* G. M.P. Swann. Common Innovation: How We Create the Wealth of Nations. Edward Elgar: UK, 2016.

    

Entrepreneurship: How to Overcome Barriers

By Shlomo Maital

barrier

     Antoni Baszczeski, from Poland, has been taking one of my courses on Coursera, the on-line platform. (3 courses are currently running there, comprising a Startup Entrepreneurship specialization). In one of the Discussion Forums, Antoni notes:

“Some time ago, I participated in a “Design New Learning Environment” (DNLE) course project at the Venture Lab Edu platfom (@ Stanford University) :   Rethinking Vocational Education in the State of Massachusetts:An Entrepreneurship Imperative for the 21st Century.   http://www.slideshare.net/Gribbenslide/final-rethinking-vocational-education-in-the-state-of-massachusetts-1569106

   We tried to identify Barriers to Entrepreneurship, and It looks that a majority of them are driven by cultural / mindset / attitude components. And they are root causes of the problems with creativity and innovation.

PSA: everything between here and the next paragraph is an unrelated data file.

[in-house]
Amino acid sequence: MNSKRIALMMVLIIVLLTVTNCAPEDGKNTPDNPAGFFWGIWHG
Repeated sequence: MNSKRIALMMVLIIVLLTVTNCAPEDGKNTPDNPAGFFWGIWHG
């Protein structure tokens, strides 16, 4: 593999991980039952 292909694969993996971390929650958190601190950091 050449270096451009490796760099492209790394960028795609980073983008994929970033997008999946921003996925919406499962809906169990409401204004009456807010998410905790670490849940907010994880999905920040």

1. Internal :
  • lack of self-confidence •lack of critical thinking skills •fear of failure •passivity•lack of experience with fundraising and managing money •ack of credibility among adults that would fund the venture, due to the young age of entrepreneur
  1. External : •education  •schools are providing exam preparation courses today and kill kids/students creativity and desire to innovate •entrepreneurship is not taught nor promoted in schools •there is a lack of understanding of the important role entrepreneurship has for future generations at the level of decision makers – Ministry of Education and Superintendents of Education •cultural – society (including parents and teachers) is not tolerant of young people who think differently than those that have gone before them. • bureaucratic and administrative – including lack of transparency •financing is difficult to acquire due to the lack of faith in the youths’ ability to execute the ideas